Income Taxes. Based upon our operating losses during 2012 and 2011 and the available evidence, management has determined that it is more likely than not that the deferred tax assets as of December 31, 2012 will not be realized in the near term, excluding a portion of the foreign deferred tax assets totaling approximately $16,000. Consequently, we have established a valuation allowance against our net deferred tax asset totaling approximately $33.3 and $33.8 million as of December 31, 2012 and 2011, respectively. In this determination, we considered factors such as our earnings history, future projected earnings and tax planning strategies. If sufficient evidence of our ability to generate sufficient future taxable income tax benefits becomes apparent, we may reduce our valuation allowance, resulting in tax benefits in our statement of operations and in additional paid-in-capital. Management evaluates the potential realization of our deferred tax assets and assesses the need for reducing the valuation allowance periodically.

Fair Value of Financial Instruments

Our financial instruments, consisting of cash and cash equivalents, accounts receivable, accounts payable, and accrued liabilities, approximate fair value because of the short maturity of these items. Financial instruments consisting of lines of credit approximate fair value, as the interest rates associated with the lines of credit approximates the market rates for debt securities with similar terms and risk characteristics.

Fair value is defined as the price that would be received to sell an asset or paid to transfer a liability in an orderly transaction between market participants in the principal market or, if none exists, the most advantageous market, for the specific asset or liability at the measurement date (referred to as the "exit price"). The fair value should be based on assumptions that market participants would use, including a consideration of nonperformance risk. Level 1 measurement of fair value is quoted prices in active markets for identical assets or liabilities.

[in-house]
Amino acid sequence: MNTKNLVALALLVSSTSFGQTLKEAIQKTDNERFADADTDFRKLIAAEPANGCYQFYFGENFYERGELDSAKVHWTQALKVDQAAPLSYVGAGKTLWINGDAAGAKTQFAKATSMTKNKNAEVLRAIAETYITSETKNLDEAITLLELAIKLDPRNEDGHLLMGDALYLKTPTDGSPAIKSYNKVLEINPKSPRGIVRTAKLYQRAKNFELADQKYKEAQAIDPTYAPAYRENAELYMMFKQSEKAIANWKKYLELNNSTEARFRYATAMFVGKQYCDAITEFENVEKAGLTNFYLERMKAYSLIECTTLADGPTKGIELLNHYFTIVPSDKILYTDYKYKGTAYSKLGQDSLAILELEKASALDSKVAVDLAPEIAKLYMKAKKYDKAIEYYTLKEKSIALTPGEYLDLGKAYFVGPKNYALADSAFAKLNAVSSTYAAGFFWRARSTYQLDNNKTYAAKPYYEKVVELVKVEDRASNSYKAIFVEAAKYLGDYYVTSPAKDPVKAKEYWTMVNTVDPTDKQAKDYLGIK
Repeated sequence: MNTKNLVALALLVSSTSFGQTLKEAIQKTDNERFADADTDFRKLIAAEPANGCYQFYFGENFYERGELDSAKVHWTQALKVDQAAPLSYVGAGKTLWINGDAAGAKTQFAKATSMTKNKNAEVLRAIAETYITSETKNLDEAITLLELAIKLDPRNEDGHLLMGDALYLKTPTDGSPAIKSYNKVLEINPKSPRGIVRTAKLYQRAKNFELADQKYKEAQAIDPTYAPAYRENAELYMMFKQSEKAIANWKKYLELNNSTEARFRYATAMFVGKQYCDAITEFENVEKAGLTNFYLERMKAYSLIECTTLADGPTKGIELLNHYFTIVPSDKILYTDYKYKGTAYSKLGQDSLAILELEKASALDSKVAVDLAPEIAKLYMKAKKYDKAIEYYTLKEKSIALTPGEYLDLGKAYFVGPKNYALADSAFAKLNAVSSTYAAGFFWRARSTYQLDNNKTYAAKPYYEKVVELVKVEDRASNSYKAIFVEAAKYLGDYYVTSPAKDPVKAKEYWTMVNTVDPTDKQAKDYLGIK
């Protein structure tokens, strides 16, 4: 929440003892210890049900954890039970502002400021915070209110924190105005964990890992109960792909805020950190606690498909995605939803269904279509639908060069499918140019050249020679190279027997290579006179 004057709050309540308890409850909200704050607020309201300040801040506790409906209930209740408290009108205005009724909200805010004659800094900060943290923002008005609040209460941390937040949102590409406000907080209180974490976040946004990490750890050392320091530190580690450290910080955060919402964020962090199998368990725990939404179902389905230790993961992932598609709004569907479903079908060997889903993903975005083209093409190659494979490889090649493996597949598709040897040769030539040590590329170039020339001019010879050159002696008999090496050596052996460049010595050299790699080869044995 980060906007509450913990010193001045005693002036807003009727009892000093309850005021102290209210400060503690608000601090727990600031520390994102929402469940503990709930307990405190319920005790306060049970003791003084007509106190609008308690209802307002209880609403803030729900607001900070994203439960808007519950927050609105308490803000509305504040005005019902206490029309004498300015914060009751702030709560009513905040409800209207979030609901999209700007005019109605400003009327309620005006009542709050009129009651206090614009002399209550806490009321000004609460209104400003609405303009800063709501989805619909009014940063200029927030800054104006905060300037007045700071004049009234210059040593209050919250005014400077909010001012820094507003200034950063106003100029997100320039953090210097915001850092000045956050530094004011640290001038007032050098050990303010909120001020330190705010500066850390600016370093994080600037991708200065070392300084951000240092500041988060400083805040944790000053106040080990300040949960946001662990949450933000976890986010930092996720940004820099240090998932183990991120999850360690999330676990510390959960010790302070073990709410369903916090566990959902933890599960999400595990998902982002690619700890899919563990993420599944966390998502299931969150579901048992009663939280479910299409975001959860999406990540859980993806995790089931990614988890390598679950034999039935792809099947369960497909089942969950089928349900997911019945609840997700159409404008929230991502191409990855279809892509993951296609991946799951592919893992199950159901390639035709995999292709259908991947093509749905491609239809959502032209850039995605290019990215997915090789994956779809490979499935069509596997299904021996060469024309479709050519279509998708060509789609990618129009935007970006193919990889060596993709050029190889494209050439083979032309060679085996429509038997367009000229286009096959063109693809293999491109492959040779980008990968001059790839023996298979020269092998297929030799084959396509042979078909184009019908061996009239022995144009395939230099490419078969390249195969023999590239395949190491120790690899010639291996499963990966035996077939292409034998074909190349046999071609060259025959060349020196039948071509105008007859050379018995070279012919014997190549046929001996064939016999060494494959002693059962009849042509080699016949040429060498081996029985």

Money market securities. Money market securities are cash equivalents, which are included in cash and cash equivalents, and consist of highly liquid investments with original maturities of three months or less. We use quoted active market prices for identical assets to measure fair value. We had money market securities of approximately $1.3 million and $0 at December 31, 2012 and 2011, respectively.

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Results of Operations

The following table sets forth certain data from our operating results for each of the years ended December 31, 2012, 2011, and 2010, expressed as percentages of revenue:

                                                      Years Ended December 31,
                                                  2012          2011          2010
   Net revenue
   Products and services                           101.7 %        99.1 %        93.7 %
   Non-recurring event                              (2.0 )           -             -
   License fees and royalty                          0.3           0.9           6.3

   Total net revenue                               100.0         100.0         100.0
   Net cost of revenue
   Products and services                            55.8          56.4          66.3
   Non-recurring event                              (2.0 )           -             -

   Total net cost of revenue                        53.8          56.4          66.3

   Gross profit                                     46.2          43.6          33.7

   Operating expenses:
   Sales and marketing                              28.3          26.8          37.9
   General and administrative                       14.1          16.2          25.0
   Engineering and development                       8.2           8.8          14.5
   Impairment of property, plant and equipment         -             -           0.1
. . .